ILS market strategies increase in maturity, sophistication, and scope

by Artemis on April 20, 2016

The structures, investors, funds and managers that make up the expanding insurance-linked securities (ILS) market continue to mature and grow in sophistication, creating an asset class that’s flexibility and capacity can benefit a range of investor needs, according to industry experts.

Being largely uncorrelated with broader financial market activity, a key attraction for investors in the space, the ILS sector continues to mature as players that operate in the sector, and new market entrants, increasingly view the asset class as a viable investment.

While dedicated ILS funds/managers are relatively young when compared to other financial market investment vehicles, its benefits and advantages are becoming increasingly understood and realised by a growing number of capital markets, and traditional re/insurance market participants.

“One of the key parts of this whole fund manager business in ILS is that since managers are maturing, they’ve actually become more sophisticated over the years as the asset class has grown,” said Paul Schultz, Chief Executive Officer (CEO) of Aon Securities, as part of an A.M. Best Review on the evolution of ILS.

“I think their ability to offer different products is much greater than it used to be. When the industry was small, it was more difficult to distinguish between strategies of ILS managers because they had only had access to certain types of risk,” continued Schultz.

Historically, and perhaps more evident since the wealth of alternative reinsurance capital began to have an influence on the broader reinsurance marketplace, ILS capacity has been heavily focused on property catastrophe lines that are easier to access and better understood in terms of modelling and pricing.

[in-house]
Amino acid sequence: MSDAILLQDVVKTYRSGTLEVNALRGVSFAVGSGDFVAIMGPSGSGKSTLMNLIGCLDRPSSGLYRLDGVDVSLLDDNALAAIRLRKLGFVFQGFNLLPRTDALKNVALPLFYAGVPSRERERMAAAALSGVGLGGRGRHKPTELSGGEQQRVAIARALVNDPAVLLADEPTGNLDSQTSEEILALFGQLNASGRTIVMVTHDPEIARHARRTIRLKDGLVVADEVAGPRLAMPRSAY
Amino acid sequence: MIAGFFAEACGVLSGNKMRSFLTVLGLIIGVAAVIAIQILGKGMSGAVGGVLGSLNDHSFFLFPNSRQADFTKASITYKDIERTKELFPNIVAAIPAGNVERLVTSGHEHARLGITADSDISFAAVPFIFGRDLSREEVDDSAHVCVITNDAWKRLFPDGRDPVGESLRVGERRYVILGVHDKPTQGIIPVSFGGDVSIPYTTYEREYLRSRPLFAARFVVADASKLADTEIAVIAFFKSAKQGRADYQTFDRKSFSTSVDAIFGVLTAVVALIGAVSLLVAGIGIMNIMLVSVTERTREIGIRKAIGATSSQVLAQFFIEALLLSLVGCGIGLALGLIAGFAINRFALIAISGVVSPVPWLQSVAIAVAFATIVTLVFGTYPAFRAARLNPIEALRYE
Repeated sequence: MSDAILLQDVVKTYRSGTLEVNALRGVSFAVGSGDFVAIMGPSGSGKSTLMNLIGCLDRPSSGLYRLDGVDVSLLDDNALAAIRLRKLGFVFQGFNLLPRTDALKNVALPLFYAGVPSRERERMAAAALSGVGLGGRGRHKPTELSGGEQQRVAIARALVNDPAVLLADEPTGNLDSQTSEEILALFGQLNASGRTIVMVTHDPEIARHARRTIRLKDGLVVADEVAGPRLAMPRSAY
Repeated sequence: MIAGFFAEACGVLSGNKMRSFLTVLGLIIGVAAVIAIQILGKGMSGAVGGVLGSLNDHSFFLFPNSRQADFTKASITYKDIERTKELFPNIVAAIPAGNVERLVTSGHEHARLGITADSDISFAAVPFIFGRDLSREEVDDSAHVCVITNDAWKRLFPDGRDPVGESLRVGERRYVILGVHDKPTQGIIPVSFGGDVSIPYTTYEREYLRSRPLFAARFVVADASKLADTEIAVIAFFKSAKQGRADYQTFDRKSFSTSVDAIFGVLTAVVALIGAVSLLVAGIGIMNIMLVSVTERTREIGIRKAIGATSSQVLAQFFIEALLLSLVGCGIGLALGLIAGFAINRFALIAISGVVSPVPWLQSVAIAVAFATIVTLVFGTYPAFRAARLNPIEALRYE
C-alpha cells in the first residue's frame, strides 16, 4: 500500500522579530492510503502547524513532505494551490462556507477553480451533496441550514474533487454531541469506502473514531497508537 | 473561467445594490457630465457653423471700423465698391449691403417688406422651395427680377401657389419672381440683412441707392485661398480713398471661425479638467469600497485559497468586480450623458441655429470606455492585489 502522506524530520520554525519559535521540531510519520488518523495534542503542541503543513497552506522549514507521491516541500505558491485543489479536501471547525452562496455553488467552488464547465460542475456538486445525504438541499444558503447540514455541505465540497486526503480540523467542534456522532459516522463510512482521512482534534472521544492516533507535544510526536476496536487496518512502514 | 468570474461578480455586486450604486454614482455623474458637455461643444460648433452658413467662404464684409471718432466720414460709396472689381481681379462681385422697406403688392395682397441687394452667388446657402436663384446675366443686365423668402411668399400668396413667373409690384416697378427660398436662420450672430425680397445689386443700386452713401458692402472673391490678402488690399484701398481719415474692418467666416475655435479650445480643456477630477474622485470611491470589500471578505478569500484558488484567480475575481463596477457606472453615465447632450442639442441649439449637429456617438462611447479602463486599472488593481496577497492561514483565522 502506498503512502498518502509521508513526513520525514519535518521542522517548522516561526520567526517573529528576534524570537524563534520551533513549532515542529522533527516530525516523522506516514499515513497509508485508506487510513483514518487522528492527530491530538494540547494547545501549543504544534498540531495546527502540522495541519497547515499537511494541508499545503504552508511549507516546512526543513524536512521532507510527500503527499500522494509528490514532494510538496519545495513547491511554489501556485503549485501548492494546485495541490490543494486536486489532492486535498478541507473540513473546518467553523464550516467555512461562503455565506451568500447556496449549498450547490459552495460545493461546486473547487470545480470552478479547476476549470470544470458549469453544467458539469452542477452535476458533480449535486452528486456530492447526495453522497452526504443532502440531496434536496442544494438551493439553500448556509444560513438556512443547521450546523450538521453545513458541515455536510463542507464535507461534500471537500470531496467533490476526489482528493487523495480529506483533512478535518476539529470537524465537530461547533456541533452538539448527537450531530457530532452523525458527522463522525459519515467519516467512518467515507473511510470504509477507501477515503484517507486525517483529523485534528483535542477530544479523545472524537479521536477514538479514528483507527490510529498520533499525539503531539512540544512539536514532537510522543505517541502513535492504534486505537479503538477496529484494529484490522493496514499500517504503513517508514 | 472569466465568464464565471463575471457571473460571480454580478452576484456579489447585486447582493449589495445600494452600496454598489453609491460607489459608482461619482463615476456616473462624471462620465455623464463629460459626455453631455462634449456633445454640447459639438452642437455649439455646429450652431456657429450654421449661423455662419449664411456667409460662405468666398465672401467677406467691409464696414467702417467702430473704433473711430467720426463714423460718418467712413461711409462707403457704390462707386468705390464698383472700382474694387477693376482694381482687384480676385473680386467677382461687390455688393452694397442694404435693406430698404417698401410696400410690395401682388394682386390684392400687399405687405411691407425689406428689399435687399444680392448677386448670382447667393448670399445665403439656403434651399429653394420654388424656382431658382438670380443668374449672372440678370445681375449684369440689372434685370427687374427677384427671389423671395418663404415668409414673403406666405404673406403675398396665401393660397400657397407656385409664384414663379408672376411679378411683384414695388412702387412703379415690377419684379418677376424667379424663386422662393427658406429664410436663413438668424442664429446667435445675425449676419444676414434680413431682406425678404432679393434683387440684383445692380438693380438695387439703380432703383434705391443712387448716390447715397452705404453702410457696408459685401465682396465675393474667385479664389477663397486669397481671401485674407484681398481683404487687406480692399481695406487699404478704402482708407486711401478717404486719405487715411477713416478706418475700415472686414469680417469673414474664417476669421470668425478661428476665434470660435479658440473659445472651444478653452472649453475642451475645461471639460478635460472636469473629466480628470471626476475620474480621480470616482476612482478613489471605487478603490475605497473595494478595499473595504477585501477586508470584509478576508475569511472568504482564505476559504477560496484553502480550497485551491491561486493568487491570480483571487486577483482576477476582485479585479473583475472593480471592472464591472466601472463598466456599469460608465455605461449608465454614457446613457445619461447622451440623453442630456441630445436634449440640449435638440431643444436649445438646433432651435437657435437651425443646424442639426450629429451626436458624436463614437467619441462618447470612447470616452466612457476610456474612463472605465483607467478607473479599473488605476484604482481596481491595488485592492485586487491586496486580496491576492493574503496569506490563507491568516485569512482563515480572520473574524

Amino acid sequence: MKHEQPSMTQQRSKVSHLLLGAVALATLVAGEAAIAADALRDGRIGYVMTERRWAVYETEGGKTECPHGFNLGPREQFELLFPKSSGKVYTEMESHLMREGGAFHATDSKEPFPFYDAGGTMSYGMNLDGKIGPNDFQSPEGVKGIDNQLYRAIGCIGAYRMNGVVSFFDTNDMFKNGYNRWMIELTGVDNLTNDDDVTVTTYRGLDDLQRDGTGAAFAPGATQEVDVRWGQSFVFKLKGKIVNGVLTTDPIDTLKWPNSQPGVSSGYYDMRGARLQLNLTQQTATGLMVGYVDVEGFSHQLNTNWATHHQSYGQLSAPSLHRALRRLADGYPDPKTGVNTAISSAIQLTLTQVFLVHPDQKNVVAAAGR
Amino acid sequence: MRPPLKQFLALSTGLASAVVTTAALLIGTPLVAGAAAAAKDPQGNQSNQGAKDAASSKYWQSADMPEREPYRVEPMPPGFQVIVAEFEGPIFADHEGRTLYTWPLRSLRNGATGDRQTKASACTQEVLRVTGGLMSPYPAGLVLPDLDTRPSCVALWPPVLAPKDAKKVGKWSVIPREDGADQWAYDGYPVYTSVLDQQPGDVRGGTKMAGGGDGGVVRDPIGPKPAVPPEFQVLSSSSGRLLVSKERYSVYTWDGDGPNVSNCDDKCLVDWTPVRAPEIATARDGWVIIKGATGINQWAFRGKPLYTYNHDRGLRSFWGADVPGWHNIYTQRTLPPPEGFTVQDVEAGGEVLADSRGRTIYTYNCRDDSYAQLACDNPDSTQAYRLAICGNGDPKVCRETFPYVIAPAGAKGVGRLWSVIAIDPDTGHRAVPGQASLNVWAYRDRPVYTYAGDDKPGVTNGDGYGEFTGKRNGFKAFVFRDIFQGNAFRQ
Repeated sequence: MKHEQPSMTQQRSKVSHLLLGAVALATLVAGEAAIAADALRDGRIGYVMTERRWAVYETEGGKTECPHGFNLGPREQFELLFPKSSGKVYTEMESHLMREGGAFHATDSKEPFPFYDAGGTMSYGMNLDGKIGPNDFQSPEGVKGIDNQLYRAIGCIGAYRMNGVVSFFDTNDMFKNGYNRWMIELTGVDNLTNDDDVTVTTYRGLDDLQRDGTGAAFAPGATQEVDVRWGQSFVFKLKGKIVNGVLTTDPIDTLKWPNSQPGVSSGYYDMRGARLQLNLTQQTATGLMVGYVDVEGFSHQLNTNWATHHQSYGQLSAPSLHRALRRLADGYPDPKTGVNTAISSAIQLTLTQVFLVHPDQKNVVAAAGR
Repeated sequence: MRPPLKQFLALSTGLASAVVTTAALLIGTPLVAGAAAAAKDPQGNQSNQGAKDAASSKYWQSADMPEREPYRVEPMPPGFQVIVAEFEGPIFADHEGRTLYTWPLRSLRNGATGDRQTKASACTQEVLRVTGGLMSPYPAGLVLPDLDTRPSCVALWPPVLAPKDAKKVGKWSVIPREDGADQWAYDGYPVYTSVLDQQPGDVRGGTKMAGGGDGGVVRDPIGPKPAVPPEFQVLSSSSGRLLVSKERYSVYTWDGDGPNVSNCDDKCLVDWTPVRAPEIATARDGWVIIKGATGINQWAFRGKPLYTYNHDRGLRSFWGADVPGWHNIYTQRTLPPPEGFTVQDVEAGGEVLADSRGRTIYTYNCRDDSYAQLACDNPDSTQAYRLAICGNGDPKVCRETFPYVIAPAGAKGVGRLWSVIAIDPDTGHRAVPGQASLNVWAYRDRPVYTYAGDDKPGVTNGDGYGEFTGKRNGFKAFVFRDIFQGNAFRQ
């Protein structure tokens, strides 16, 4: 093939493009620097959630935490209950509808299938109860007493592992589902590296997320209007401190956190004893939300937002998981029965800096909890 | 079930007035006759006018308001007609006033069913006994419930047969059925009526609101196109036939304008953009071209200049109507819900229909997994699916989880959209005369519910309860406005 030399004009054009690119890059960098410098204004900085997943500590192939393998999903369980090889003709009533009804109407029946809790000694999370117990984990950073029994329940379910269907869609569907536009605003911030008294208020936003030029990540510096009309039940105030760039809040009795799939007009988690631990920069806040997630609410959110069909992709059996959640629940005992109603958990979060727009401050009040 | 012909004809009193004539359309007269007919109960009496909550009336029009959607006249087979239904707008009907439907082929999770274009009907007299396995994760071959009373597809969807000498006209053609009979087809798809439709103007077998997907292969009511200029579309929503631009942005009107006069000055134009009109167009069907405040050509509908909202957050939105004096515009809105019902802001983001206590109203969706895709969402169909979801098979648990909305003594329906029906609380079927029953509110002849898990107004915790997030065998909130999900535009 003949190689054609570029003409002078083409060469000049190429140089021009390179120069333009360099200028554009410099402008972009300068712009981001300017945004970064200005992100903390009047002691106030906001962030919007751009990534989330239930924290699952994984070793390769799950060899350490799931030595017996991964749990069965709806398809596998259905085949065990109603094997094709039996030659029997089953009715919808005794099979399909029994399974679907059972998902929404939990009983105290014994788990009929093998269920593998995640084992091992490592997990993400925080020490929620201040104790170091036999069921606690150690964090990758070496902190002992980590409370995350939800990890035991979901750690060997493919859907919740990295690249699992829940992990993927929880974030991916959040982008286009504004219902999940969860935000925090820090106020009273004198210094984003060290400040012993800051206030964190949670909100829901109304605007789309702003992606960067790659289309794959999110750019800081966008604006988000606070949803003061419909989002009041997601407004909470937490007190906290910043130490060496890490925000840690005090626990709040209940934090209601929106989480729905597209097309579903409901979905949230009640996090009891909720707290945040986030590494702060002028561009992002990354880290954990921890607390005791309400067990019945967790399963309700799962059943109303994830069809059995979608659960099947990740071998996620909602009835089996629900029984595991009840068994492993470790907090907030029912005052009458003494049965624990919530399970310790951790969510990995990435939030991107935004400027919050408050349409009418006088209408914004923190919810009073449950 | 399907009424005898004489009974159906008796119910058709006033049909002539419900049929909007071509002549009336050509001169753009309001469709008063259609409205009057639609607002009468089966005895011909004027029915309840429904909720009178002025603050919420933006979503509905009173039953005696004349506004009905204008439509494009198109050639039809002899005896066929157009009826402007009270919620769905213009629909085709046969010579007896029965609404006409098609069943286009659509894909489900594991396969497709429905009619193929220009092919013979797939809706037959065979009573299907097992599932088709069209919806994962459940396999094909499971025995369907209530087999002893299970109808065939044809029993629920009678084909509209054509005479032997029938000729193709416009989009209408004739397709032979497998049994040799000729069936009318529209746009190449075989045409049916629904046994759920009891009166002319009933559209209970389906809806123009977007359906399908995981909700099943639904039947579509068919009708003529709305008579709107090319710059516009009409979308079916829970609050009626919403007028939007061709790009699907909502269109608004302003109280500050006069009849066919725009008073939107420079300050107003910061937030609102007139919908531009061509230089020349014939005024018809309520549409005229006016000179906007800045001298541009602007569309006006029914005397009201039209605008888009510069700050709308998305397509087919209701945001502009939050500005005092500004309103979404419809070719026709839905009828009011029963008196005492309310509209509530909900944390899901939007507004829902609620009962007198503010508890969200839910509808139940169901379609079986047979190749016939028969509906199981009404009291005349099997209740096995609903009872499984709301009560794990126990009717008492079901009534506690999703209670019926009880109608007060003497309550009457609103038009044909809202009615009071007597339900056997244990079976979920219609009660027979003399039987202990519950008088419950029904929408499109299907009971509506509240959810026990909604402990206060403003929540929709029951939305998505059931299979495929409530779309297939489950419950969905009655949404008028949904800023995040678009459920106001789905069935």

Catastrophe bonds have for some time been the hallmark of ILS market activity, but as well as this sub-sector of the ILS space growing significantly in recent years, collateralized reinsurance, sidecar ventures, ILWs, and collateralized ILWs have started to gain some momentum.

In fact, Artemis discussed recently that reinsurance broker Aon Benfield noted strong growth across a variety of ILS structures and features during 2015, a year that saw the collateralized reinsurance space make substantial progress, along with another strong year for catastrophe bond issuance.

Furthermore, ILS funds and managers are increasingly adopting varied strategies and approaches to the ILS space, enabling capital markets investors with more and more ways to operate in the space.

“Now you’re seeing some managers create rated vehicles. And some managers have access to large platforms. So they’re offering investors different ways to participate in the asset class,” said Schultz.

An example of a rated ILS vehicle can be seen with both Humboldt Re Limited and Kelvin Re, domiciled in Guernsey and established by ILS investment manager Credit Suisse Asset Management (CSAM).

Both Humboldt Re and Kelvin Re are examples of reinsurers looking to embrace hybrid or alternative investment strategies, a trend that some in the space expect to increase in the coming months as companies look to embrace both equity and third-party capital to increase efficiency and diversification.

The majority of investors in ILS funds, according to Best’s Review ILS Funds Evolve publication, are large institutional investors such as pension funds.

However, mutual funds, hedge funds, and increasingly insurers and reinsurers are participating in the space, driven by a desire to utilise the wealth of diversifying capacity and to take advantage of uncorrelated, steady returns.

Furthermore, should hybrid, or alternative investment strategies adopted by insurers and reinsurers prove successful during testing market times, it’s likely more and more re/insurers will look to work with a greater portion of ILS capacity, either through a specialist fund or via the establishment of their own ILS team.

As the market has continued to expand in terms of its investor base, sponsor base, and capacity, so to has its understanding of risks. With returns across the insurance and reinsurance market remaining pressured, yields in the cat bond space have been lower in recent times than perhaps some investors are used to.

But owing to the willingness of the sector’s investors to assume insurance, or reinsurance-linked exposures, funds and managers have continued to innovate and develop a varied range of investment strategies to suit the needs of a range of ILS investors, further supporting the growth of the market.

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